Structure and Evolution
Cerro Bayo is a small, obscure volcanic complex located in a remote part of the cordillera on the frontier between Chile and Argentina. Three principle structural units may be distinguished (Figure 38.1):
(1) An older center (I), the source of a number of lava flows which spread westwards towards the Salar de Gorbea and also due north. The morphology of this older lava group suggests an andesitic composition. A poorly preserved crater ~800 m in diameter in the summit region may have been associated with this episode.
(2) A younger cone with a well preserved crater ~400 m in diameter located east of the summit region from which lavas have flowed to the north and northwest (II).
(3) Two thick, pale toned dacite coulées (D) which extend north-westwards for 2-3 km from the source vent which appears to form the highest point on the present volcano. These have the typical pronounced flow ridges or ogives expected from lavas of silicic compositions, and the northern lobe has well developed levées. They are the most recent events from the Cerro Bayo complex.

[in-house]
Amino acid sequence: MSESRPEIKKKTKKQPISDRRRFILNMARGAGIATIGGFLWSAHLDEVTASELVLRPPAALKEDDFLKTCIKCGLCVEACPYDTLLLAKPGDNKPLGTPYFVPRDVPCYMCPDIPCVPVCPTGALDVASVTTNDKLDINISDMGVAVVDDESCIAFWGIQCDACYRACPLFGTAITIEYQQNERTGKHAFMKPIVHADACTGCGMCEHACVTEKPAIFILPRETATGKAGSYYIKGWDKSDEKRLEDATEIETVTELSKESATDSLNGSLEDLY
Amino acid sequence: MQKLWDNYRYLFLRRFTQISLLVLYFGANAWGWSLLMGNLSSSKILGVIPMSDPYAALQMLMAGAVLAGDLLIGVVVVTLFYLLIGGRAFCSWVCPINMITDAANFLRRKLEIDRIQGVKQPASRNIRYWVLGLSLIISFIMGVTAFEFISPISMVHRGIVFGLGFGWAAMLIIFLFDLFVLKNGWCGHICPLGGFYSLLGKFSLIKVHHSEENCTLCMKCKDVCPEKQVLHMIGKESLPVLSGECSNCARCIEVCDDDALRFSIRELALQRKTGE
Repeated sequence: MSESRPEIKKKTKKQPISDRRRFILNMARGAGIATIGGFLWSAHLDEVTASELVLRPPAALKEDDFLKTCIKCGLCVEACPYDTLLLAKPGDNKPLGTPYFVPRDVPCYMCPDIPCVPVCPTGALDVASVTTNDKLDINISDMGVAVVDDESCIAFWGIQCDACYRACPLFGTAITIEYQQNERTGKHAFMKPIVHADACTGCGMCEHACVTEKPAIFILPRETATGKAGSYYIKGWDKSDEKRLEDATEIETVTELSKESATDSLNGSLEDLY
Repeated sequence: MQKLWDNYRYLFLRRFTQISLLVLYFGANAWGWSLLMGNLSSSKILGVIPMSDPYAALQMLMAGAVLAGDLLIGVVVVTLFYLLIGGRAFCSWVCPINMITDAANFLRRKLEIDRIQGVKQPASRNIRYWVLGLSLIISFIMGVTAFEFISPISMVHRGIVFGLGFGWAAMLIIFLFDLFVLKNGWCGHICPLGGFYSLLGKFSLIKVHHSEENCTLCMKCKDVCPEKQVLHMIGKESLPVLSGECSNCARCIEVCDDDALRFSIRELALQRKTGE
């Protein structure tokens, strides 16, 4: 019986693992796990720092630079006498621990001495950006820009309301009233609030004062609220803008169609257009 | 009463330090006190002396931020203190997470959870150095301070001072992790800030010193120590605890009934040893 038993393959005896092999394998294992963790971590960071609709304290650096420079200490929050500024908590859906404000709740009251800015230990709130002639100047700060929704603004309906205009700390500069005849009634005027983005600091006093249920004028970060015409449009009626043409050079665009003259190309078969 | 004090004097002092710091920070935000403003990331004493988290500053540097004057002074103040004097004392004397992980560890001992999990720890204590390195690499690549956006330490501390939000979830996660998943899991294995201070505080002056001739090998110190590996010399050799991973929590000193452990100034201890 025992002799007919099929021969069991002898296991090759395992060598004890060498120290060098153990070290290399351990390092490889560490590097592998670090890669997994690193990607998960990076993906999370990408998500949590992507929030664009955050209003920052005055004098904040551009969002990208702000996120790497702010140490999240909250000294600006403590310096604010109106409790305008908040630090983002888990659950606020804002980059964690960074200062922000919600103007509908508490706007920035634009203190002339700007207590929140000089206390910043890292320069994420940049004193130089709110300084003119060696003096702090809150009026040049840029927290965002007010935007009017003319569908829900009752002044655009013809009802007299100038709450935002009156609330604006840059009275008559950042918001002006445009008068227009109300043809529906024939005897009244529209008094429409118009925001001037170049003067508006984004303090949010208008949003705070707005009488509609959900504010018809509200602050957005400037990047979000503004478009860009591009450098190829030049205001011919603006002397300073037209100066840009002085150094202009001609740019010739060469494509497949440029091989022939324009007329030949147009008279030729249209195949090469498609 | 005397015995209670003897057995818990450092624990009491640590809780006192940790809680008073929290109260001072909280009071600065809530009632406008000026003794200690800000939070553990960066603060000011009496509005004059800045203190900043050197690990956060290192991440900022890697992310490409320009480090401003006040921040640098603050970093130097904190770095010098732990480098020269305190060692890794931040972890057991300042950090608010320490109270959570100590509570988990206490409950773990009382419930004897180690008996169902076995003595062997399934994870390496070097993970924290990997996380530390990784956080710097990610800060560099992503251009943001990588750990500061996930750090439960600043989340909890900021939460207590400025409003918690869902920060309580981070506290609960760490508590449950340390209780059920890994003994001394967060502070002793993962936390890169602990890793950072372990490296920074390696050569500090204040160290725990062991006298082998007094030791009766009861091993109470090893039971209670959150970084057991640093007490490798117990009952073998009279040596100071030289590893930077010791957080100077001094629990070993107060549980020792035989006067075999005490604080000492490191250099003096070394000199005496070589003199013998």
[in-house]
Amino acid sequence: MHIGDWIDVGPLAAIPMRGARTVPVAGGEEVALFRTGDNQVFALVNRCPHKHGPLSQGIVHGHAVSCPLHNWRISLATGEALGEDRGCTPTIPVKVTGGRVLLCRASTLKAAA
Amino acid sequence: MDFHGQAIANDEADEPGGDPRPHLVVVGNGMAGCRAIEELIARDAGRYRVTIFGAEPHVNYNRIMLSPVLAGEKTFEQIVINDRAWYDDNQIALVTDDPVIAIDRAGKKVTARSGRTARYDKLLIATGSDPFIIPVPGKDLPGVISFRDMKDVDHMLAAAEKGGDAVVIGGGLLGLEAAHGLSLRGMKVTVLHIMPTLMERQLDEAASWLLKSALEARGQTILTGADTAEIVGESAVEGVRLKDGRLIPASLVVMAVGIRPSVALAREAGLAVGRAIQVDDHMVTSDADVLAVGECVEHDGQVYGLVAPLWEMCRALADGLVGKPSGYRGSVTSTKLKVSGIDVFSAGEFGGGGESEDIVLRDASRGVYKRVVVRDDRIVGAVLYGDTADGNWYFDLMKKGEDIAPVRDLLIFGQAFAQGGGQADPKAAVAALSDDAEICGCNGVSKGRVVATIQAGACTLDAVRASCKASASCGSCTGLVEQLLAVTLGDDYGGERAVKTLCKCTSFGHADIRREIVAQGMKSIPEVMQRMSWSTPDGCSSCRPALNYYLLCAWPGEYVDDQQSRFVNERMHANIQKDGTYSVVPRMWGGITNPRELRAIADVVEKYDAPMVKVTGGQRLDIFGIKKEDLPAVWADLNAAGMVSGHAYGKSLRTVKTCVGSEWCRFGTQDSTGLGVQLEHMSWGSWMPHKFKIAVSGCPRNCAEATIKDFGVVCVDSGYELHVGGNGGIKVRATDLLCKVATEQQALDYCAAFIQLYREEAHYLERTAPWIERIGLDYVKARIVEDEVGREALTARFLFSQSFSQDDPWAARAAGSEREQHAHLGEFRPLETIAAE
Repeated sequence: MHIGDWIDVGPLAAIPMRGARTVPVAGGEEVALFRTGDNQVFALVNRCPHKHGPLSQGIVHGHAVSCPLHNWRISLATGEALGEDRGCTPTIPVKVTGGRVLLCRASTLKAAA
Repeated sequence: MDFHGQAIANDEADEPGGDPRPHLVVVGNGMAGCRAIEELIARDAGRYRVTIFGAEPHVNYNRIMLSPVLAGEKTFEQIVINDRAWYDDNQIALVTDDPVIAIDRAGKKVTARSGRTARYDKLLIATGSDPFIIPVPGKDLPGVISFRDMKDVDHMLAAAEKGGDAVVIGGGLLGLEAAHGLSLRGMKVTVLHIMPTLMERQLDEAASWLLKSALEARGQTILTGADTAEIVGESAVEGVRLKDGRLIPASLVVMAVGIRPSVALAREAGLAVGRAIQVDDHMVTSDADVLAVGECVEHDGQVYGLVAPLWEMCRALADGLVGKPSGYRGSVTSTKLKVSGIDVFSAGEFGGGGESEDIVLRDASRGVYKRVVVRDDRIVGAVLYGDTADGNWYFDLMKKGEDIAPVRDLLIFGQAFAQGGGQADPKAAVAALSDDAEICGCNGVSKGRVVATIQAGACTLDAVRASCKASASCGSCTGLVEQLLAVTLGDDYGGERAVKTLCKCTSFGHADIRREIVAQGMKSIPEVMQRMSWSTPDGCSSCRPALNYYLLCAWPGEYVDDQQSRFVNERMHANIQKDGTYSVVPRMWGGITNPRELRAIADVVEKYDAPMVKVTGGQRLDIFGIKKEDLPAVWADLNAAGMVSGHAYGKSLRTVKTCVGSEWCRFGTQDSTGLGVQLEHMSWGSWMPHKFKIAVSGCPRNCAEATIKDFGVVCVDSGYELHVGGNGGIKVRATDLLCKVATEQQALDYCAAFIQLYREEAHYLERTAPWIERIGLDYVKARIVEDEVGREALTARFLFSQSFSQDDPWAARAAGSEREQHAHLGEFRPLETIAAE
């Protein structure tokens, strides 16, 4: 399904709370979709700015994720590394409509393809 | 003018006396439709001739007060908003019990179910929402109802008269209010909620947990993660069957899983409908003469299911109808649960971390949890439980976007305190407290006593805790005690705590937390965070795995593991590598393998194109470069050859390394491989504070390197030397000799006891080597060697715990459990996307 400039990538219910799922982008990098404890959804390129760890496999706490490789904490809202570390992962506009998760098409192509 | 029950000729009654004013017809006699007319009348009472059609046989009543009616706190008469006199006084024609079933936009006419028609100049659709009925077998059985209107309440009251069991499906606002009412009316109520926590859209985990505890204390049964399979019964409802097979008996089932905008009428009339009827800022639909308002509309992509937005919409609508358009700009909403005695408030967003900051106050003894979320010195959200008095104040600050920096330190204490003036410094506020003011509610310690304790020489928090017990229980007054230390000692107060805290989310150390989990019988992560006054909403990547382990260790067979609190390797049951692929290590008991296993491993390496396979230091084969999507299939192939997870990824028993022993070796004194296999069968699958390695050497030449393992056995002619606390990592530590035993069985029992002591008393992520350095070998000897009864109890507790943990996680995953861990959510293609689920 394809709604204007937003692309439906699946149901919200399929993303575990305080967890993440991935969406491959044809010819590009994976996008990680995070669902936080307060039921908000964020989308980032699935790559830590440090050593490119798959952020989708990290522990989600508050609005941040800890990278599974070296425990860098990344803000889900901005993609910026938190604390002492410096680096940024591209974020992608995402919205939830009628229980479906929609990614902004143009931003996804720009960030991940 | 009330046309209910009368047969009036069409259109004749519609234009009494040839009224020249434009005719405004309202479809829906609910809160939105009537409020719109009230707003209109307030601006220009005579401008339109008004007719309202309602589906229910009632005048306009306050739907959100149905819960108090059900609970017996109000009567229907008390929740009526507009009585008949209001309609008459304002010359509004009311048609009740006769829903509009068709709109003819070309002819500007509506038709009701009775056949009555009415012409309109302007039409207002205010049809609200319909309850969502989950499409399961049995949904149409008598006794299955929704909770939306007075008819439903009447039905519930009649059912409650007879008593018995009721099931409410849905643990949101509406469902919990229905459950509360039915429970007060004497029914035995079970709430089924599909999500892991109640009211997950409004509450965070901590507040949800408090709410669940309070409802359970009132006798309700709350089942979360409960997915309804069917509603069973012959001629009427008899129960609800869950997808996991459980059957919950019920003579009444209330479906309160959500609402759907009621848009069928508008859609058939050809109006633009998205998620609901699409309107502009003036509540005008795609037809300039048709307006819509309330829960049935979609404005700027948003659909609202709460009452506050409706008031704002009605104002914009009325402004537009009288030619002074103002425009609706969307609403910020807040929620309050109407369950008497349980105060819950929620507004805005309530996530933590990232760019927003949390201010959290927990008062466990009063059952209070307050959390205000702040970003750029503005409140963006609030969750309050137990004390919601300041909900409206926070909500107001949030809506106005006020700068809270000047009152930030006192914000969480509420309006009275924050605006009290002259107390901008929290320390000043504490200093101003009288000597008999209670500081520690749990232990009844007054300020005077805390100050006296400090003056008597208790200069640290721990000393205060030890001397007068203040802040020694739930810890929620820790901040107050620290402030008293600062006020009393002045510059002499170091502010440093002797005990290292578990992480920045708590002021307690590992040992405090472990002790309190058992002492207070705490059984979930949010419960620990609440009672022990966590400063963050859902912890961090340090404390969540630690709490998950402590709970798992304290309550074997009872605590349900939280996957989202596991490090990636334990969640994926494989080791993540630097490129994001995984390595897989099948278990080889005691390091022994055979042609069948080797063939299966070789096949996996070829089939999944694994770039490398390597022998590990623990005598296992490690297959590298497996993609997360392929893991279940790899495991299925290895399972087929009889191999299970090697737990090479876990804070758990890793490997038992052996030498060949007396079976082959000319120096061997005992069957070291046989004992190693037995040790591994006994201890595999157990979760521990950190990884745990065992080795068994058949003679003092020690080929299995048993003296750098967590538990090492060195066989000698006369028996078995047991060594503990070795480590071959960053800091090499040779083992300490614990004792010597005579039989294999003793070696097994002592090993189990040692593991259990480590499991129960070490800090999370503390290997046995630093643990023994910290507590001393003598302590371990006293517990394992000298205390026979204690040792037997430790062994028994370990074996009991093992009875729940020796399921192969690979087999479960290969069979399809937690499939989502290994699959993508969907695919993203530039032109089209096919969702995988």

The lavas are mainly hydrothermal altered and one has been dated using K-Ar to 1.6±0.4 Ma by Naranjo and Cornejo (1992).
InSAR ground deformation studies have detected recent ground inflation (2.5 cm/yr) from Cerro Bayo to Lastarria and Cordon del Azufre, which Froger et al. (2007) interpret as magma chamber growth due to the injection of new melt.
Naranjo and Cornejo report that the dacite (65.0% SiO2; 3.96% K2O) of the dome is typically porphyritic with plagioclase, biotite, hornblende, hypersthene, and augite set in a fresh glass. Xenocrystic clots of augite are common. Trace elements are typical of other CVZ dacites (e.g., Sr 410 ppm; Rb 192 ppm).
Froger, J.-L., Remy, D., Bonvalot, S., Legrand, D., 2007. Two scales of inflation at Lastarria-Cordon del Azufre volcanic complex, central Andes, revealed from ASAR-ENVISAT interferometric data, Earth and Planetary Science Letters, 255(1-2):148-163.
Naranjo, J. and Cornejo, P., 1992. Hoja Salar de la Isla-Carta Geologica de Chile, No. 72, 1:250000 Servicio National de Geologia y Mineria, Santiago, Chile.